Waiting Game

Reader

The waiting game is always a bit difficult: the one, I mean, which you play after the story has been accepted but before it appears in print or online. After all, you’ve already waited weeks or months just to hear yea or nay from the editor, and now you have to wait again and hope that nothing goes wrong between purchase and publication. And some magazines publish only once or twice a year anyhow.

By the way, I used the term “purchase” for its conventional and alliterative values; many literary magazines don’t, of course, pay. The most I’ve made so far, in actual cash, has been the $125.00 advance on royalties sent me by Short Édition, who has put my story, “Noodles for Breakfast,” into circulation in the Anglophone version of its short story dispenser, as well as on its website. Other payments have been welcome indeed, but smaller.

Meanwhile I wait on five other recent acceptances. One of them, Edify Fiction, has me a bit worried, as the February edition, which was officially put off till March, has not yet appeared in May. I fear that a family or financial crisis may have afflicted the editorial team.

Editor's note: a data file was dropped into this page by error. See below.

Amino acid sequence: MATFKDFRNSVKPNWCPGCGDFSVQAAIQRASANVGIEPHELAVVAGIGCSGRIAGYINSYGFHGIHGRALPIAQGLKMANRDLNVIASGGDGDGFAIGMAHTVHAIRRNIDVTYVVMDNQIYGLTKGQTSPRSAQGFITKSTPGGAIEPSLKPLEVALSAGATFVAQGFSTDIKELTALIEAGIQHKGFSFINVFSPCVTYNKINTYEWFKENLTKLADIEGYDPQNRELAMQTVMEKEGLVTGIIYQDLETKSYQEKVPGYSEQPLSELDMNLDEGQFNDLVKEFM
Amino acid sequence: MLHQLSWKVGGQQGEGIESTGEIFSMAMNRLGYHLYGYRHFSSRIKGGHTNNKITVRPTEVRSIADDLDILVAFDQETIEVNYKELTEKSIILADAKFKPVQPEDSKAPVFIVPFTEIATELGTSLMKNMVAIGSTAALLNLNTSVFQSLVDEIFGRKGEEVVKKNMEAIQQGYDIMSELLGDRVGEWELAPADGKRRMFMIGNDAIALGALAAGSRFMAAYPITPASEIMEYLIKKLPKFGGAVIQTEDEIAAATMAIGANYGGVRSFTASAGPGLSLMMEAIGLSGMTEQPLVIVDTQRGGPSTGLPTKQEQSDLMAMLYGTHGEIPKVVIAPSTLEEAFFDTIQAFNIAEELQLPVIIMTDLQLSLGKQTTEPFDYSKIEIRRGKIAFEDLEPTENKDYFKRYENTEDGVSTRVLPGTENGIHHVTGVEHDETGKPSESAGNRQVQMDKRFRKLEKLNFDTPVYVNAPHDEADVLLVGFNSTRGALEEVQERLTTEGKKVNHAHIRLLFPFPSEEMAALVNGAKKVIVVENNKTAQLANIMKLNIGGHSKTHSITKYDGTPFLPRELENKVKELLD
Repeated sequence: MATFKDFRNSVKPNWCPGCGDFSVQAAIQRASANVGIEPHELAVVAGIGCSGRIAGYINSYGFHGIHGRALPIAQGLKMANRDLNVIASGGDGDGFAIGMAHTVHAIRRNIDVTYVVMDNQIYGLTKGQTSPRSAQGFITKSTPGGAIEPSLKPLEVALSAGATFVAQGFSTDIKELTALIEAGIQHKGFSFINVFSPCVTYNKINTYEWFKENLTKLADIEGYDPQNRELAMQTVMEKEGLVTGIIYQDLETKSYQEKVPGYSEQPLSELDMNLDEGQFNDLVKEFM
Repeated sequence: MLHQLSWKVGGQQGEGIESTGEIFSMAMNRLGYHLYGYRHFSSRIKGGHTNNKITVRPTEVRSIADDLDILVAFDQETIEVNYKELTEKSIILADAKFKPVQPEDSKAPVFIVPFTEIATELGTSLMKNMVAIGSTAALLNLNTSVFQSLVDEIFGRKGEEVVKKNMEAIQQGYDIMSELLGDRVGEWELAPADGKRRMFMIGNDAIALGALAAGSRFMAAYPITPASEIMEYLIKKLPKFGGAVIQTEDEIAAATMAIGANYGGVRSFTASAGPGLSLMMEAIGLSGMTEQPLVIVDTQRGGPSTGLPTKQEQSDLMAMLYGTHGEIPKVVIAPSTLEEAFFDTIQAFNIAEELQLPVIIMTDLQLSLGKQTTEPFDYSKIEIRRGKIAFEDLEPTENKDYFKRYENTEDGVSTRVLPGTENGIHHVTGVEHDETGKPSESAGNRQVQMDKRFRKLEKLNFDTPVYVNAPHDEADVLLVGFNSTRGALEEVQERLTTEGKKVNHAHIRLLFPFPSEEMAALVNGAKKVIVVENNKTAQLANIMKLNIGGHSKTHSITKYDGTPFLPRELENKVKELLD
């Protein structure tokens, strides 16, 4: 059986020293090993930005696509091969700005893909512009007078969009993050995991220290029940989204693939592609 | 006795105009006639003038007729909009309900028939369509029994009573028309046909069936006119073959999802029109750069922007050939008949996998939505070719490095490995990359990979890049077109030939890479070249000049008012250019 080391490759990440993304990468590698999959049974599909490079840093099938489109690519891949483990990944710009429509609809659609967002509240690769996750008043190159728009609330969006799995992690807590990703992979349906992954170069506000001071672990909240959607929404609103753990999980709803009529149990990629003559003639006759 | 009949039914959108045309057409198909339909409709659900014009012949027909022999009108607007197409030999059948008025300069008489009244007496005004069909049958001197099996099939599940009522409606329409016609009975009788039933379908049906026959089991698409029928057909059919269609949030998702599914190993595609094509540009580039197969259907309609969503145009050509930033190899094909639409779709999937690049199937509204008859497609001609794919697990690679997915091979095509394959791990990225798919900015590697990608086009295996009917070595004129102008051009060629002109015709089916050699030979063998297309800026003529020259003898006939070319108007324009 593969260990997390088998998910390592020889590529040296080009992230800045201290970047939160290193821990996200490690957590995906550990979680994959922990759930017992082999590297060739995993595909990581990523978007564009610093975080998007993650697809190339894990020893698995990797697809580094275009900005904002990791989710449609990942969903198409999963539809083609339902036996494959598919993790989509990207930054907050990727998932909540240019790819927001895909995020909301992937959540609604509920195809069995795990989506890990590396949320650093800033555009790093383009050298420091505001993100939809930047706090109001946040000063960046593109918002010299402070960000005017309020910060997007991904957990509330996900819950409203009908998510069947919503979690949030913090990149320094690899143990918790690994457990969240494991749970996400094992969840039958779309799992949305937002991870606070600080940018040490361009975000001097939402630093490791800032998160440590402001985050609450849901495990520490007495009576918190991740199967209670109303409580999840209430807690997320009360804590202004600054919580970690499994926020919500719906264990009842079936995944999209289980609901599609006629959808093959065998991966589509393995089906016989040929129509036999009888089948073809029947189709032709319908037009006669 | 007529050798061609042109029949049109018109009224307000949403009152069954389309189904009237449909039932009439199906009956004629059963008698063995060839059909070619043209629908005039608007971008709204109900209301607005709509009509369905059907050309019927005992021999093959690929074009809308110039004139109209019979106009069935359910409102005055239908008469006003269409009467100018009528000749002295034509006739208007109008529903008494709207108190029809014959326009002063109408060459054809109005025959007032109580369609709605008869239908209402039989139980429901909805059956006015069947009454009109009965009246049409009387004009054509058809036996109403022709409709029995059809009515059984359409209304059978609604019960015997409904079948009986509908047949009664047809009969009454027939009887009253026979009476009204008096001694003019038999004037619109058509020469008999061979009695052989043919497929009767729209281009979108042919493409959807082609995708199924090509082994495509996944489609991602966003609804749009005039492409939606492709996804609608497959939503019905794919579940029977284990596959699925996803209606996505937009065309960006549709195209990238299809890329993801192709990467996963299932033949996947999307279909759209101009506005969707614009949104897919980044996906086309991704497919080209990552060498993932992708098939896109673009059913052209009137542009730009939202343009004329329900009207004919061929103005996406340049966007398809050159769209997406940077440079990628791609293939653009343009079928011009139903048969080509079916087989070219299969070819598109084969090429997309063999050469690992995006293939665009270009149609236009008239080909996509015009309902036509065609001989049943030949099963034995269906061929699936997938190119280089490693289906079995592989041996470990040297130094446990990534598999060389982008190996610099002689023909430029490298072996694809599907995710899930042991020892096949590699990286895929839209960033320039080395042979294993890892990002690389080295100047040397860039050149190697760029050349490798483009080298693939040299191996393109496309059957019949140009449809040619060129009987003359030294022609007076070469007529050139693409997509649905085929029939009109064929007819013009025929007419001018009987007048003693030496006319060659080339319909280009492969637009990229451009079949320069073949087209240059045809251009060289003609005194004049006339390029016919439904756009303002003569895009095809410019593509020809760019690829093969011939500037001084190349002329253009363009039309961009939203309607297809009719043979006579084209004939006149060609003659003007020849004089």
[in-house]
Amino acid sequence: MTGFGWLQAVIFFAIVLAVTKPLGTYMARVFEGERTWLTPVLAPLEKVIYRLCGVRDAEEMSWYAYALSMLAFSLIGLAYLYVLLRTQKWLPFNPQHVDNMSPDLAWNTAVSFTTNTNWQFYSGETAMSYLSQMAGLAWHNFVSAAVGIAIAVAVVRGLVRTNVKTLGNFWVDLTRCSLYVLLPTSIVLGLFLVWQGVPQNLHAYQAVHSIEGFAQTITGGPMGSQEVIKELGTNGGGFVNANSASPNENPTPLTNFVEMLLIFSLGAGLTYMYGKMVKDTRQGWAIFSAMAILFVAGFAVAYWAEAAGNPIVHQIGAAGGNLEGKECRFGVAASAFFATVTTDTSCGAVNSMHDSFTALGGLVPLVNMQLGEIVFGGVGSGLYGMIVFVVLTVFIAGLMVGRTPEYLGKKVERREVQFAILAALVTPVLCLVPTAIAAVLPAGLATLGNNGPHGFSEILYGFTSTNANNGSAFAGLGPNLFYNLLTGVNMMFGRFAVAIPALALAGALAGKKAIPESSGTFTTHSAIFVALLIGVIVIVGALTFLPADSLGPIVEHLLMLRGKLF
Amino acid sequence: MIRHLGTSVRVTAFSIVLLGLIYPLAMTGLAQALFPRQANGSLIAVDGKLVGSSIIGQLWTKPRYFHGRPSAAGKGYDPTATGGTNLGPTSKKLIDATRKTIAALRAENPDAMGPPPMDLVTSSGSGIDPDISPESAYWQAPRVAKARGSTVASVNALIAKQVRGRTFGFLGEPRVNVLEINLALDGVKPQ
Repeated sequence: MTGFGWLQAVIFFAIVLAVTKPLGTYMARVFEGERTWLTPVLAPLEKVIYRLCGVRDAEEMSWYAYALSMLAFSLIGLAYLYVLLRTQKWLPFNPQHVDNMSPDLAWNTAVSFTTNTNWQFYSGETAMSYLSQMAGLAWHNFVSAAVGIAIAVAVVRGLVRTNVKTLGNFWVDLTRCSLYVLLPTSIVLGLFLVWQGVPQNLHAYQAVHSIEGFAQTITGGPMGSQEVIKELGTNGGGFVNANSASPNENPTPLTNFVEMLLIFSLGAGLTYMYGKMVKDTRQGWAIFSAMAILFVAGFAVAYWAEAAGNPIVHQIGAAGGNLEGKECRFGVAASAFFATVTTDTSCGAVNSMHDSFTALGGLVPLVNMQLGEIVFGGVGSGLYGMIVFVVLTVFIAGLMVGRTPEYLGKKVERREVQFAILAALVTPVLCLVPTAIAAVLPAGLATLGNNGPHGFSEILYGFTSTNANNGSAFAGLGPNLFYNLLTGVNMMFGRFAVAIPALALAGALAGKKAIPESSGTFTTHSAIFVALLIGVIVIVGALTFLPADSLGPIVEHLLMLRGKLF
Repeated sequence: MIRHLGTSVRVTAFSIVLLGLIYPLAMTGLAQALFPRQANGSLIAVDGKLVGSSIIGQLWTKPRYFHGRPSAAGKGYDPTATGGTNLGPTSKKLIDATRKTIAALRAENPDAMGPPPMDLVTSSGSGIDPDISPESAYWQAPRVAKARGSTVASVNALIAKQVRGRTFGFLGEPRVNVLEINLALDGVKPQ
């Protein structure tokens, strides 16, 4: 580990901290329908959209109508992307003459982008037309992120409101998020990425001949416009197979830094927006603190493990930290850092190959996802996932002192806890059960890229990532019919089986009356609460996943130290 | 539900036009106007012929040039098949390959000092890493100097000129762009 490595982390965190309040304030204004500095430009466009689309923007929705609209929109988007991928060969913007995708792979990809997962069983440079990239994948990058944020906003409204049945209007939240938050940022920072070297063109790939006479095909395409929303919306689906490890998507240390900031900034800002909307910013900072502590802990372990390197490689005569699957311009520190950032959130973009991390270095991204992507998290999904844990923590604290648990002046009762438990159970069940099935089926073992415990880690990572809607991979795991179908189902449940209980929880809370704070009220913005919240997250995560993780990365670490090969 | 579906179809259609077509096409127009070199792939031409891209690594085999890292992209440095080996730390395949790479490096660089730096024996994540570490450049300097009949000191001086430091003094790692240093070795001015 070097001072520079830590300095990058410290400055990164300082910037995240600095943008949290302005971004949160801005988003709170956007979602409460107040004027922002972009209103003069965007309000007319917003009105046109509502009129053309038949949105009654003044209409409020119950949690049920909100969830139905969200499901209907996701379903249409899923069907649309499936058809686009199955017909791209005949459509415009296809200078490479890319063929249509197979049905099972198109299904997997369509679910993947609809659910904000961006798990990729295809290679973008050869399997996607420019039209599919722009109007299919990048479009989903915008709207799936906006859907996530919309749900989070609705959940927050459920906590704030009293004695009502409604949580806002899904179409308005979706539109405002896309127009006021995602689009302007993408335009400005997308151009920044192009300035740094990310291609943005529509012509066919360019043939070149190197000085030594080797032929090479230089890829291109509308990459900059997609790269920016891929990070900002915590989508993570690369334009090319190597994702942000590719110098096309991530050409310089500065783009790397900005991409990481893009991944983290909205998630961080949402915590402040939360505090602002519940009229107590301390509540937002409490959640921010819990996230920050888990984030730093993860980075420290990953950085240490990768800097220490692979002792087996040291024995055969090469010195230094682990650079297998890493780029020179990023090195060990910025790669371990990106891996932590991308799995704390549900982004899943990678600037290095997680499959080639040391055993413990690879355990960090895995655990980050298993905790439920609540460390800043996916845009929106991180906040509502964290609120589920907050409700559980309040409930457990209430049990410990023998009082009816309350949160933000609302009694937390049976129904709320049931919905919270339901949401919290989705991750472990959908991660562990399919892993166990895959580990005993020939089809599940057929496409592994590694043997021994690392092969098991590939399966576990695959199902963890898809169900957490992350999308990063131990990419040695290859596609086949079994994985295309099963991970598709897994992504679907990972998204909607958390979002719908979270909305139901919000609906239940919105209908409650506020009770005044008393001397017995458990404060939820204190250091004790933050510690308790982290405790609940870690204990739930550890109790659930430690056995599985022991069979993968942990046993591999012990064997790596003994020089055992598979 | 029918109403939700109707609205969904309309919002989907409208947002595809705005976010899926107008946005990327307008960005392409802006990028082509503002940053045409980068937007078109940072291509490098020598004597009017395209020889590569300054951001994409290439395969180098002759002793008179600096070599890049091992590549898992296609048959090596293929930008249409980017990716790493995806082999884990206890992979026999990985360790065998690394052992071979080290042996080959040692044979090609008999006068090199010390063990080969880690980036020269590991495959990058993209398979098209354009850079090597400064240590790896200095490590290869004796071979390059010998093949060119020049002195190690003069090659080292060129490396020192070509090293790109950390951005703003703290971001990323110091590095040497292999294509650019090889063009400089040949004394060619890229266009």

In any case, here’s the latest list of upcoming releases, so that I can share the pleasures of waiting with my loyal readers:

  • Bangalore Review will publish “Fade to Gray” sometime soon.
  • Front Porch Review will publish”Lucky Day” in July of this year.
  • Fear of Monkeys will publish “Love in Three Rooms” in December of this year.
  • American Writers Review will publish “Beach Weather” when they are good and ready, as it’s an anthology and involves a lot of work.
  • And the aforementioned Edify Fiction will, I presume, eventually feature “The Tinker” in their next issue, which I hope will come out soon.

If you wish to read stories that are actually available, the current list is right on this website, so just click here.

Whether patience is actually a virtue or not, I am not sure–it is still founded on desire, and so can breed its own variant of frustration. But patience makes the wait endurable, and that is good.

Stay tuned for more….

Rick Risemberg